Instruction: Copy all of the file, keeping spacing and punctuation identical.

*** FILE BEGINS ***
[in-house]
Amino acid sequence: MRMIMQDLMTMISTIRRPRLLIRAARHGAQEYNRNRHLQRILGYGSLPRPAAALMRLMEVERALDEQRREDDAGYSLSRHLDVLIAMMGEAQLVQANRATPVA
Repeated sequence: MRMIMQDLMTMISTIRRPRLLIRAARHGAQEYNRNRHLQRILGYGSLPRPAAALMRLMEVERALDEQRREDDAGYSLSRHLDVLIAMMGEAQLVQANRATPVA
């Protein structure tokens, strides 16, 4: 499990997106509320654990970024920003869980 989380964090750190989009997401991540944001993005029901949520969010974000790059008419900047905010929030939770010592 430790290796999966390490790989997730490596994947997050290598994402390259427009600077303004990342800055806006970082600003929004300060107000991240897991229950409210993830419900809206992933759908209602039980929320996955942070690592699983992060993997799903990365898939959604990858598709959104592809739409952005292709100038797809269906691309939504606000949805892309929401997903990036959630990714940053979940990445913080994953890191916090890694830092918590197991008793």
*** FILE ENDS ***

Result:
[in-house]
Amino acid sequence: MRMIMQDLMTMISTIRRPRLLIRAARHGAQEYNRNRHLQRILGYGSLPRPAAALMRLMEVERALDEQRREDDAGYSLSRHLDVLIAMMGEAQLVQANRATPVA
Repeated sequence: MRMIMQDLMTMISTIRRPRLLIRAARHGAQEYNRNRHLQRILGYGSLPRPAAALMRLMEVERALDEQRREDDAGYSLSRHLDVLIAMMGEAQLVQANRATPVA
């Protein structure tokens, strides 16, 4: 499990997106509320654990970024920003869980 989380964090750190989009997401991540944001993005029901949520969010974000790059008419900047905010929030939770010592 430790290796999966390490790989997730490596994947997050290598994402390259427009600077303004990342800055806006970082600003929004300060107000991240897991229950409210993830419900809206992933759908209602039980929320996955942070690592699983992060993997799903990365898939959604990858598709959104592809739409952005292709100038797809269906691309939504606000949805892309929401997903990036959630990714940053979940990445913080994953890191916090890694830092918590197991008793």